Israel had made a tentative peace with its neighbors to the North and
West, trouble within its borders remained. Hundreds of thousands of
Palestinians, many displaced during the 1948 and 1967 wars, were living
in camps in the occupied West Bank and Gaza Strip.
in 1987, a general uprising began in the camps and surrounding areas.
The Intifada, as it was known, was marked with day after day of clashes
between stone-throwing Palestinians and Israeli soldiers. As the protests
continued, diplomatic efforts were making tentative headway. In 1988,
the Palestinian National Council accepted a U.N. partition, Israel's
right to exist and renounced terrorism. The move sparked a new dialogue
with the U.S. about becoming more involved in the peace process. Meanwhile,
the Israeli government of Yitzhak Shamir proposed a form of self-rule
in the West Bank and Gaza.
maneuvers opened the path to the first major all-party summit. The 1991
Madrid conference, organized by the U.S. and the Soviet Union, included
Israel, Syria, Lebanon, Jordan and Palestinian representatives. The
three-day meeting paved the way to a series of bilateral talks, many
overseen by the U.S., between Israel and its Arab neighbors.
in 1992, the sides began a series of discussions focusing on Israeli
relations with its neighbors and the Palestinians. Throughout the year,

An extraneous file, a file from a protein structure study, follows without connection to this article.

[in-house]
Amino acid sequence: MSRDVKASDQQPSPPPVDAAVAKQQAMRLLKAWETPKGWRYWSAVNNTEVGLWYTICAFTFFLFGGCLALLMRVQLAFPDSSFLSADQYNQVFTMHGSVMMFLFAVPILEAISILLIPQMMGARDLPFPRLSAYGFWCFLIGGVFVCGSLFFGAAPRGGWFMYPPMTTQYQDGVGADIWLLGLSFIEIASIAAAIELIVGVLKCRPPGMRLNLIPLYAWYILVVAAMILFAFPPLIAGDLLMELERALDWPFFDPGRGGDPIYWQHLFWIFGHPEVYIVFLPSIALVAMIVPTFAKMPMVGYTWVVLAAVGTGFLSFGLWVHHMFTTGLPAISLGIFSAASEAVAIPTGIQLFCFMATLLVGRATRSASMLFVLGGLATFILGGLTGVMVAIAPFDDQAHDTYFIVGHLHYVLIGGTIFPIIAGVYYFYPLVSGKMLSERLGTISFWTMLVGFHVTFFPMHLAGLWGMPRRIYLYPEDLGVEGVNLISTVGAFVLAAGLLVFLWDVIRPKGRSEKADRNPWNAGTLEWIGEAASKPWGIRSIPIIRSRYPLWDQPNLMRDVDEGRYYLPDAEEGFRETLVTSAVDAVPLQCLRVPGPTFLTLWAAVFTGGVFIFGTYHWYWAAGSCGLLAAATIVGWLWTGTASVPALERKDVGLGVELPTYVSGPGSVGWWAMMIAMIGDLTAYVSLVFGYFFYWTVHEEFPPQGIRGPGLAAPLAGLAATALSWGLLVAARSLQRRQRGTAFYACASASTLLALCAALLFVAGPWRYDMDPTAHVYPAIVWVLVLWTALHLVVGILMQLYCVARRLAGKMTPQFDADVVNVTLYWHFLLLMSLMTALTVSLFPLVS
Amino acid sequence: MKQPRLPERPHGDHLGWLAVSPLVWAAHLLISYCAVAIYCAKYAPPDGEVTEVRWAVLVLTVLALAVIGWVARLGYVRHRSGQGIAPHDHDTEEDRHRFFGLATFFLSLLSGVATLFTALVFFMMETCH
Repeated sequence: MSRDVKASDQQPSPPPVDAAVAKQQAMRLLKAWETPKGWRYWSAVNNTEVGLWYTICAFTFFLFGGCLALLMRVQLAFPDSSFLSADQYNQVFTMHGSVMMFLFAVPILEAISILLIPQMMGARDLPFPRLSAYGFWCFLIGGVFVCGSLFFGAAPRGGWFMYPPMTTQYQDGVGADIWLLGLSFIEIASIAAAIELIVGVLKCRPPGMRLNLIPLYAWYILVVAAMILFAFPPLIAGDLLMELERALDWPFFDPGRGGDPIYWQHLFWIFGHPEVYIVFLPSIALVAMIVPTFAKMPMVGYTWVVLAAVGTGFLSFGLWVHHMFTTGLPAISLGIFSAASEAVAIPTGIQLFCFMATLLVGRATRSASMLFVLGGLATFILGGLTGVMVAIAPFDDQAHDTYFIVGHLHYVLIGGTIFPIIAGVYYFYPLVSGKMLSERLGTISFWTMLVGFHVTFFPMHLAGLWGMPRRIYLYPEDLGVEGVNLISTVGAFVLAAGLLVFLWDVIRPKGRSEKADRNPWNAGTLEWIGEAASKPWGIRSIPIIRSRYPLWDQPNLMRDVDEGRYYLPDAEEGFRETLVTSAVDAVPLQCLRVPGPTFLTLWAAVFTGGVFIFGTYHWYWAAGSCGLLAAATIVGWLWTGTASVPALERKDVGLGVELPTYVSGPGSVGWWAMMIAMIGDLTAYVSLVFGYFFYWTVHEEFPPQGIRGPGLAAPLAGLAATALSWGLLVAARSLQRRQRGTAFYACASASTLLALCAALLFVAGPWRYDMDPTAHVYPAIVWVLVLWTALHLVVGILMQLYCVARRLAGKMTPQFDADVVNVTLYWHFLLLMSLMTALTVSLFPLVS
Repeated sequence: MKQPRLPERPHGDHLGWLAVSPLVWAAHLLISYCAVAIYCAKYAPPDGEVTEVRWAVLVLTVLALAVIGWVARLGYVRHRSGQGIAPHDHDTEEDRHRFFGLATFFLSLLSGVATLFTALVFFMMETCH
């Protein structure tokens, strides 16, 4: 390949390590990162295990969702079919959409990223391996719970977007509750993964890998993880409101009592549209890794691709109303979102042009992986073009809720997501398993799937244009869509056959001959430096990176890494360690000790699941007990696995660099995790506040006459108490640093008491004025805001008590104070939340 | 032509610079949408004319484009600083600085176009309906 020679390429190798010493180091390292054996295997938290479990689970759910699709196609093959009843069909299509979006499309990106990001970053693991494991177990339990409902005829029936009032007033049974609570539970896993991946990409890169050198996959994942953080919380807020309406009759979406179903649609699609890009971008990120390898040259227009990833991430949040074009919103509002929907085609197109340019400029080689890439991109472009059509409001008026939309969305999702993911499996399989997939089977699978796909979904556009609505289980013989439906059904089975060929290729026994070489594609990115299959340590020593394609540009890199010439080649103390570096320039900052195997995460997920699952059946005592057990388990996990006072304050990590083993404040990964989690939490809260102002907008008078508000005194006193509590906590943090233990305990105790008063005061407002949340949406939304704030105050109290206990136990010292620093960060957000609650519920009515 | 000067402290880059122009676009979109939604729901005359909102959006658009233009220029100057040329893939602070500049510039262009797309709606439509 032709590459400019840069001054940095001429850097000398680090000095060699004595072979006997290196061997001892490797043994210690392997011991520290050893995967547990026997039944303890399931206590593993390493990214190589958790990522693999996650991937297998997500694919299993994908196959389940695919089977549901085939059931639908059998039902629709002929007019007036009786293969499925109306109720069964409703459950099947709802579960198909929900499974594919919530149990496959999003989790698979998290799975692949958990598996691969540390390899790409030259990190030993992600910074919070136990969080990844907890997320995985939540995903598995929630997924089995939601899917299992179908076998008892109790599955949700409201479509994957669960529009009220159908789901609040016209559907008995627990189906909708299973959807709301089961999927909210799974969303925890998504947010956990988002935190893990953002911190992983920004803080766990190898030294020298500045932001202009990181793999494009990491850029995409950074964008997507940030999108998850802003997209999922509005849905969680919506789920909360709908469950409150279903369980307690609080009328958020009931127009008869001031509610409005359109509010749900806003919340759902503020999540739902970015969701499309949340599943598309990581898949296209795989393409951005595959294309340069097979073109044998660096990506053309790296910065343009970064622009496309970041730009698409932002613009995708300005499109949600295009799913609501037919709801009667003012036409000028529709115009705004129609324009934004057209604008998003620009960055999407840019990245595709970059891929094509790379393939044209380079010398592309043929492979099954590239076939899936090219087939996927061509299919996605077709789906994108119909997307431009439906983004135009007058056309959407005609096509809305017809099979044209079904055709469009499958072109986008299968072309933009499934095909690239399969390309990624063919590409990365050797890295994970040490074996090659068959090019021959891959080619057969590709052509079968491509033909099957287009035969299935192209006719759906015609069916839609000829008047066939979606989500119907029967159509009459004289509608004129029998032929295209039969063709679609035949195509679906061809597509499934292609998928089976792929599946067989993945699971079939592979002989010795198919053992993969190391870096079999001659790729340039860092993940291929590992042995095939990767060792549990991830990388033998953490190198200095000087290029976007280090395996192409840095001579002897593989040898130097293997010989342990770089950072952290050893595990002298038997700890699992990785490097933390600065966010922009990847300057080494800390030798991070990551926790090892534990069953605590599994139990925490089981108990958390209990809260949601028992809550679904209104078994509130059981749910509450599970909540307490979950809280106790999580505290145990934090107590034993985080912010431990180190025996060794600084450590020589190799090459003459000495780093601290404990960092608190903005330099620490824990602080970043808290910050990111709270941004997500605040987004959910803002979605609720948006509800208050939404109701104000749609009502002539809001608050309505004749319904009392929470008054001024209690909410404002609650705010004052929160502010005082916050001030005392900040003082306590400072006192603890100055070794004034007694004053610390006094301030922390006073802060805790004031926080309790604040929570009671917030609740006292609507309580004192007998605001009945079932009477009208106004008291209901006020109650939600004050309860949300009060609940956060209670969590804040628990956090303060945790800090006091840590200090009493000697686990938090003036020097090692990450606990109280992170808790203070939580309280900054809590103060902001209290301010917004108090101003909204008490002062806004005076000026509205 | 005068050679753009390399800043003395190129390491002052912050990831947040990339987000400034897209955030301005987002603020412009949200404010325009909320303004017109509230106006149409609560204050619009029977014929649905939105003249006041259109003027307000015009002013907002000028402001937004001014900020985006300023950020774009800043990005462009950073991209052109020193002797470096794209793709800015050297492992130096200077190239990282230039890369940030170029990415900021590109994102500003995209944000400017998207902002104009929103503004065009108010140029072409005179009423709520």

working groups convened to discuss water rights, refugees, security
matter and other topics. Following the tenth round of talks in the summer
of 1993, Palestinian and Israeli officials said they had reached a provisional
agreement in secret talks on partial autonomy in occupied territories.
11th round of talks opened in Oslo, Norway with Israel's announcement
of an agreement on Palestinian self-rule in the Gaza Strip and Jericho.
Just a week later, the Palestinian Liberation Organization and the Israeli
government agreed to recognize each other after 45 years of conflict.
The full series of agreements become known as the Oslo Accord.
September 13, 1993, Israeli Prime Minister Yitzhak Rabin and PLO Chairman
Yasser Arafat met and watched Foreign Minister Shimon Peres and PLO
official Abou Abbas formally sign the agreement reached at Oslo. President
Clinton, who presided over the signing, said, "Today marks a shining
moment of hope for the people of the Middle East; indeed, of the entire